But in the true middle finger to the world approach I adopted from my time in France, I could care less what their opinions are.

Because, when it comes down to it, this is my life. My decisions. And I’m the only one calling the shots on which direction I go. I would definitely encourage those who feel like Paris is the Mecca for happiness to move there themselves. (It was not, and never could possibly be, for me.)

ANYWAY…Being back in the good ‘ole US of A has been so much more of an adjustment than I ever thought it would be. It’s funny, but you don’t really even realize how many things you get used to when you’re living in another country. Like bananas.

French bananas DO NOT taste the same as the ones we get here (or fruit in general). And at first that really bothered me. But over the course of 10 months I guess I got used to it, and I wasn’t even aware of the fact…until I got back to the now watery tasting ones in Seattle.

Beyond the fruit revelations, I’ve also experienced so many levels of culture shock from being back. And as weird as it sounds, one of the hardest things I’ve encountered is keeping up with English/English speakers!

While obviously I haven’t forgotten how to speak English, I do have quite a bit of difficulty (still, after 3 weeks!) of finding the correct words for sentences, or speaking conversationally. There are a couple of reasons that I think are to blame for this. On the one hand, I obviously didn’t speak English in France, unless I was with one of my friends or the family I lived with. But on the other hand, I just didn’t really speak that much in general! Now looking back on the past year, I’m realizing just how incredibly silent I became. It feels so odd to be able to express myself without checking my vocabulary for the simplest form of a word and I keep having these moments when I think “Wow! I can read/respond without thinking to that!”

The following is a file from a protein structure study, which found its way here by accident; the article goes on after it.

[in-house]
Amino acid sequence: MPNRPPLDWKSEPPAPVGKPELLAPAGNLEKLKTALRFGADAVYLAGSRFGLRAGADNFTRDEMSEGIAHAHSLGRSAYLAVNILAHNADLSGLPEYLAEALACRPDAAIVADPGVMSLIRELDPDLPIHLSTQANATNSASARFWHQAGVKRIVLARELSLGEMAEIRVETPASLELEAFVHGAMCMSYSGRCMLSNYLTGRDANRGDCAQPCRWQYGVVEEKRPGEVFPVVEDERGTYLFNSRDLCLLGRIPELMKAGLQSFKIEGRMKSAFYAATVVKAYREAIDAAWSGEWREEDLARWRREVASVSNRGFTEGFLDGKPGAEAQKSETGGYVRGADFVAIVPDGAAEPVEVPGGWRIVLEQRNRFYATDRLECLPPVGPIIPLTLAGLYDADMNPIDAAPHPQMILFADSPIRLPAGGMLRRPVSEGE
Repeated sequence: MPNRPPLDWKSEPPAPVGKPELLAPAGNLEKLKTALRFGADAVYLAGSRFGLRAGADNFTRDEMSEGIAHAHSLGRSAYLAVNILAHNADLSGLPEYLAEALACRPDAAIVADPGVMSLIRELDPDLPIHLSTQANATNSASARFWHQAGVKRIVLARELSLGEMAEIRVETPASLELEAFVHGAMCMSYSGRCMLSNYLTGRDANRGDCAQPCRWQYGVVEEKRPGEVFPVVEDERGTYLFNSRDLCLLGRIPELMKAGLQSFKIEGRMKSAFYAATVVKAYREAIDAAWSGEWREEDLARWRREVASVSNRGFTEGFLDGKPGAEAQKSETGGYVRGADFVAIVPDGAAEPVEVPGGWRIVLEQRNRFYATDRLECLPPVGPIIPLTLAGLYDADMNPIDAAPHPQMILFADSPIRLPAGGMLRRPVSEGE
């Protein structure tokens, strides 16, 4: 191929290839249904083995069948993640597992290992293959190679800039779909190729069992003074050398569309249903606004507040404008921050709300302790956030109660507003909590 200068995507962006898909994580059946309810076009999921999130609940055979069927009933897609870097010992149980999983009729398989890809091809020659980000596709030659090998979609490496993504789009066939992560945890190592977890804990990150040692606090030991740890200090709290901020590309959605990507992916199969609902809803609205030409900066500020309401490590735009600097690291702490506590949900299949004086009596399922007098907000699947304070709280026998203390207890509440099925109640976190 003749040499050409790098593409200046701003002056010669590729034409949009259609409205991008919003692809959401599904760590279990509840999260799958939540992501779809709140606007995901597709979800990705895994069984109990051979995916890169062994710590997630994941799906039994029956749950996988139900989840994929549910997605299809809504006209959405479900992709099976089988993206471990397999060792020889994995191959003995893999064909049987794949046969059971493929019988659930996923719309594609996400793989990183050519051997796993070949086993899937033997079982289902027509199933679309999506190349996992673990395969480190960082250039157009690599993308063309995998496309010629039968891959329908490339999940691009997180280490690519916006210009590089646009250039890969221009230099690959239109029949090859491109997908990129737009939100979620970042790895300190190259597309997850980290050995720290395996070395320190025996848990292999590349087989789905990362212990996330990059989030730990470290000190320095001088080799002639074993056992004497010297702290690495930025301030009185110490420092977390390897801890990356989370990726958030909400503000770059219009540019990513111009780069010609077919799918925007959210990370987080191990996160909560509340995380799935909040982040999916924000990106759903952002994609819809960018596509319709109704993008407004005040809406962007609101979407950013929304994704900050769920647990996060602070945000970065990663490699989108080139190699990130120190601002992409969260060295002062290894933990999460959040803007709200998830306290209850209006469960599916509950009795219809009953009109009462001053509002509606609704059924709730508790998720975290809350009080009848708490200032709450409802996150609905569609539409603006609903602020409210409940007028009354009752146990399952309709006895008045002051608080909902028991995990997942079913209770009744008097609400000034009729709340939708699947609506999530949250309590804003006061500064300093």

Is forgetting you’re fluent in a language standard after living in a country where it isn’t primarily spoken? Maybe it’s just me.

While I was living in France, I also didn’t have a phone for pretty much the entirety of my time there, so having the ability to call/text/use my smartphone outside of a Wifi zone is the oddest feeling. To be absolutely honest, I still kind of get freaked out when I get a text or phone call.

And despite the general joy of being back in my hometown, there are some things that will NOT be being reintroduced into my life, one of which will be Netflix/Hulu. Both of these sites were absolute addictions prior to my moving…and I guess that makes sense – I love movies, and I always have. BUT the mindlessness and the numbing effect that comes as a package deal is not okay.

In fact, that is one of the biggest things I’m observing and trying to keep from slipping into while in the U.S. Numb distractions.

I never noticed before how much over stimulation there is in the United States. Let’s all take a step back for a second and observe a few: There are more TV shows than we could ever hope to watch (but you’re expected to keep up with all of them), there are more activities than you’ll ever have time to do (how do you not run, do yoga, rock climb and go on a 10 mile hike EVERY DAY!?), more food options than you could possibly choose from, and more technological (sorry, mom) shit than you could ever possibly need. For instance, my iPhone 4s is like six generations behind, and I’ve only been gone for a year!?

Clarification: it still works fine. It still calls, texts, connects to Wifi and my data plan and takes decent photos, and yet…since I’ve been here all I’ve heard about is the latest smartphones and people calling generations that came out two months ago ‘ancient.’